Art reviews

Art reviews

Art reviews

Exotic as sophisticated background

Used to Tasveer’s presentations of photography that, like any other kind of art, brings an interpretation and enhanced experience of reality, one may have at least initially responded in the negative to the latest display of prints by Norman Parkinson. The collection of his fashion images titled “Pink is the navy Blue of India” (February 24 to March 20), since most of it comes from a trip to the country, immediately strike as aesthetic in a sophisticated, if stylistically dated, way irritating perhaps that the beautiful exoticism of the locales merely serves as a background for high-end Western couture. 

Nevertheless, the sensitivity of the takes and their formal quality let the spectator consider that even the sheer artificiality of fashion photographs can, within the limitation of their milieu, capture vital aspects of a culture, in this case it being very European glamour fantasies staged around Oriental backdrops, the inherent differences as well as connections of the latter helping to project the former. The finesse, inventiveness and boldness of Parkinson ensure that the atmosphere around Europe’s fashion of the 1950s not only holds evidence of the period but also retains its poetic liveliness. In fact, such capacity of the British photographer came through well because the exhibition included examples from the several decades of his career.

The black and white prints from the late 1930s grasp the essence of that day’s grand design through contrasting tonalities and dramatic geometry as well as the aristocratic grace and sensuous allure of its independent woman. Actually, Parkinson’s shots are much less posed in a conventional manner than those of his contemporaries in the 50s. They do have an artifice of their own, yet one that gently leads to the ethos of the time, which happens most naturally when the models, the clothes and the environs belong to the same urban culture. With sharp observation and warm, empathic humour, Parkinson responded to the changing moods and perspectives of the post war era with elements of democratisation and stated openness onto other countries, ideologies and cultures.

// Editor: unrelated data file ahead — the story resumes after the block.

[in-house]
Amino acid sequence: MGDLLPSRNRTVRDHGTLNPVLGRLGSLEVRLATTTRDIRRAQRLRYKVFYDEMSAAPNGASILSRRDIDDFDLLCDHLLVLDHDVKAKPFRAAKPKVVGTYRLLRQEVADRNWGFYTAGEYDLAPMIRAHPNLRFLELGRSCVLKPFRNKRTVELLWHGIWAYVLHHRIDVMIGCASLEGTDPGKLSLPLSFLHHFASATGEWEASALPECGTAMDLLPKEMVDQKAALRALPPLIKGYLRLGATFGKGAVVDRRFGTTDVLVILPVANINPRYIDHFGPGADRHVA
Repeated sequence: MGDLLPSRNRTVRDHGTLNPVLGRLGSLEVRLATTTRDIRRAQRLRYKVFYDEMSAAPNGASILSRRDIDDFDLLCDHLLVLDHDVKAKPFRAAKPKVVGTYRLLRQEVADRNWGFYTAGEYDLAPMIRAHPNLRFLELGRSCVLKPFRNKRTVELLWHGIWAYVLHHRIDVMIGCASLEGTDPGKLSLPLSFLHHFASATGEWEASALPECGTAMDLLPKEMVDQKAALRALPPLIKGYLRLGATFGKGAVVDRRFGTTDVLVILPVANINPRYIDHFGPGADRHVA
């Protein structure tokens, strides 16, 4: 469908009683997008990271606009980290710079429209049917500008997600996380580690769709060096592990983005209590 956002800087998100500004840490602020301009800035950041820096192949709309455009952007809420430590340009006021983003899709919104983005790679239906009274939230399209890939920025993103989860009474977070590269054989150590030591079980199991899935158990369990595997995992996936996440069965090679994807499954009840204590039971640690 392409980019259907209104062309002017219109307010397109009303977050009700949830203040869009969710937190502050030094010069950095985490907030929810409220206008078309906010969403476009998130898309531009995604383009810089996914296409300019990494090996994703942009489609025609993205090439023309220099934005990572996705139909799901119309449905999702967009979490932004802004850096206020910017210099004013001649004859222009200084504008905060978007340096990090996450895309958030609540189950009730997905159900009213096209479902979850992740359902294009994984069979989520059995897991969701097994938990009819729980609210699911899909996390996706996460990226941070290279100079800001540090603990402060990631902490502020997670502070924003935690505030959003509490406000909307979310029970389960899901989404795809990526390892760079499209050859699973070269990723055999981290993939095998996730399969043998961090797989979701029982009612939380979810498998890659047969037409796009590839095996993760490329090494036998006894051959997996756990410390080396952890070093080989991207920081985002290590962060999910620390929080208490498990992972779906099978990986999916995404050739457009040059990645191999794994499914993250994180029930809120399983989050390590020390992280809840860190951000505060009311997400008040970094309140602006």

His wit seemed to have both enabled the contact and tempered the impact of the Western filtering of the process. Here come the shots juxtaposing a model’s face and a village cow’s, portraying a figure amid narrow London slum walls, comparing an Orientalising hat design with African warrior dancers and comparing a white model’s profile to the made-up face of an Egyptian Sphinx. The Indian photographs do not try to undermine the familiar Occidental visions of the place, instead gracefully appropriating the ideas of architectural and ornamental opulence, refinement, eroticism and romantic emotionality, of snake charmers and caparisoned elephants, pretty poverty and child innocence. 

Parkinson here finely conjures responsive, but not literal, similarities in textures, colours and patterns between the dresses, stances and expressions of the models and the marble monuments, richly carved temples and festive decorations, sometimes creating a separate stage for the fashion and sometimes modulating the play of illumination and shadows to absorb the model. He may rely on the normal hues of a reality fragment to link it to the model, otherwise construct a theatrical surround, like one of flower heaps on Dal Lake. Among the instances of his later work, one is less convinced by the white robed model next to Buddhist monks, whereas the swimming costumes with a witty allusion to the Soviet sports obsession are a delight as is the 1982 shot of a black model echoing the curvaceous linearity of a sculpture. 

Rough reality animation

Despite its awkward title, Baadal N Nanjundaswamy’s exhibition “Colors & Beyond” (Bar1, March 10 to 15) was a refreshingly direct effort. The young artist from Mysore does pen drawings on paper, in a tight-loose network of lines, recreating a strong and involved, yet somewhat distanced, sensation of his modest surroundings. There appears to be something rudimentary and honest about the way he brings images of ordinary life going on with a rough and steady animation. 

His streets, packed with modest houses and auto-rickshaws, dotted with busy labourers, cluttered roofs, home and bus interiors are densely hatched in a basic black and mixed with simple other colours to suggest their physical tissue translating into structure and inner pulse of things. Along the occasional dizzy angles and sharp perspectives, a feel of progression and speed becomes also recognised and the artist’s presence as a participant and observer. Even if admitting a degree of naivety, the straight approach should constitute a solid foundation for the maybe more complex future.

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